* Wall Street Journal 10/25/2012: Ai Weiwei takes on ‘Gangnam style’
* Associated Press 10/25/2012: Ai Weiwei goes ‘Gangnam Style’—with handcuffs



Gansu region’s communications cut, monk tied to film detained

The Tibetan Centre for Human Rights and Democracy (TCHRD) reported on November 5 that the Chinese authorities have imposed an information blockade on Kanlho (Gannan), a Tibetan autonomous prefecture in Gansu Province, after seven Tibetans self-immolated to protest Chinese rule over the previous month (see CMB No. 71). Mobile-telephone signals and internet access were blocked in the area, internet cafés were forced to shut down, and shops in the prefecture’s Sangchu County were banned from selling mobile SIM cards. Separately, according to the overseas Tibetan news site Phayul, Golog Jigme Gyatso, a Tibetan monk who assisted filmmaker Dhondup Wangchen in shooting the documentary Leaving Fear Behind in 2008, was reportedly taken by Chinese police on September 20. While the reason for his detention was unknown, he had been ordered to move out of his monastic quarters on September 5, and the dwelling was then demolished by the government. The monk had been arrested multiple times and tortured in custody. Dhondup Wangchen is currently serving a six-year prison sentence for secretly making the documentary, which features a series of interviews that reveal details of Beijing’s oppression of the Tibetan people (see CMB No. 41).

* Radio Free Asia 11/6/2012: Ban on gatherings, internet
* Tibetan Centre for Human Rights and Democracy 11/5/2012: China impose near-total information blockade after series of burning protests
* Phayul 11/5/2012: Tibetan filmmaker Golog Jigme Gyatso rearrested



Beijing implicated in radio station takeover

Hong Kong’s Digital Broadcasting Corporation (DBC) radio station stopped airing original programming on October 21, succumbing to financial and alleged political pressure despite a display of public support. Thousands of residents had staged a three-day sit-in protest outside the Hong Kong government headquarters and accused the central government in Beijing of undermining the station. One of DBC’s shareholders, Bill Wong Cho-bau, a Beijing-friendly property developer, had refused to fulfill his investment agreement or sell his stake, essentially starving the station of funds. Station hosts and activists accused Wong of colluding with the Chinese government. The allegation was supported by a leaked audio recording that was played at the rally on October 20. In the conversation, a man said to be Wong is heard opposing the hiring of Lee Wai-ling as a radio host, arguing that she would be “too provocative” and would “stir up a lot of anger” from the Chinese Liaison Office, which represents the central government in Hong Kong. DBC cofounder and host Albert Cheng King-hon, Wong’s rival in the dispute, told demonstrators that until the conflict was resolved, the station would air music to preserve its license, which requires 24-hour-a-day broadcasting. According to the South China Morning Post, Wong has obtained a court order that would allow him to take control of the station’s operations, along with an injunction barring Cheng from speaking in detail about the boardroom rift.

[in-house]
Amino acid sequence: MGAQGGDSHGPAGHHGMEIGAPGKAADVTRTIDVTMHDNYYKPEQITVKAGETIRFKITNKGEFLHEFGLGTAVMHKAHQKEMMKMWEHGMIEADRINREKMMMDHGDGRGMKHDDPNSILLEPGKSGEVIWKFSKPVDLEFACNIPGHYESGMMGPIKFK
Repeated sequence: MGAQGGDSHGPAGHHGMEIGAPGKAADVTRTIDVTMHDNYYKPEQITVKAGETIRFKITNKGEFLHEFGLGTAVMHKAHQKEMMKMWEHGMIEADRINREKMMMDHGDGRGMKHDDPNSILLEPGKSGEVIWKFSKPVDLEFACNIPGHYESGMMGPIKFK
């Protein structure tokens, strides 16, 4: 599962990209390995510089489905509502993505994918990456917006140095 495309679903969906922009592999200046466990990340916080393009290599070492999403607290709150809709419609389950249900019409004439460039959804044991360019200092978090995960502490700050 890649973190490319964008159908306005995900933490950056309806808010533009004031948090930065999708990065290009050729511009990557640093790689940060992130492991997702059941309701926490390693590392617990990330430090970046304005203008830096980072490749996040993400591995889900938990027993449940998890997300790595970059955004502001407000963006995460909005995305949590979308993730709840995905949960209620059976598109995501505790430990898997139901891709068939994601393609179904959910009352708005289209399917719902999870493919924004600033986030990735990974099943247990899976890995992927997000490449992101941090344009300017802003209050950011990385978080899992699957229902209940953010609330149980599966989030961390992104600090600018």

* NTDTV 10/22/2012: HK protest over mainland meddling in broadcaster closure
* Global Voices 10/21/2012: Beijing’s intervention on radio license in Hong Kong leaked
* South China Morning Post 10/22/2012: Protest rally denounces digital radio stations closure



Confucius Institutes crop up in Bahamas, Colombia, and even Macon, Ga.

On October 15, ABC News reported parents’ concerns about a decision by the city of Macon in the U.S. state of Georgia to allow China’s Confucius Institute (CI) program to teach elementary school students Mandarin Chinese. Confucius Institutes are Chinese government-sponsored facilities that offer language training and other educational programs in countries around the world (see CMB No. 69). While supporters of the Macon program expressed hope that it would benefit pupils in the city, which has only a 51 percent graduation rate, several scholars and members of Congress have warned that the CI system essentially delivers propaganda to foreign students. In response, Bibb County school superintendent Romain Dallemand said American teachers were always present in the Macon classes and were in charge of the curriculum. There are currently nearly 400 CIs functioning in more than 100 countries, including presences in 75 U.S. universities and nearly 300 primary and middle schools. A new institute, upgraded from a smaller Confucius Classroom established in 2009, was launched at the College of the Bahamas on October 17, and another is scheduled to open in mid-2013 at Jorge Tadeo Lozano University in Bogota, Colombia.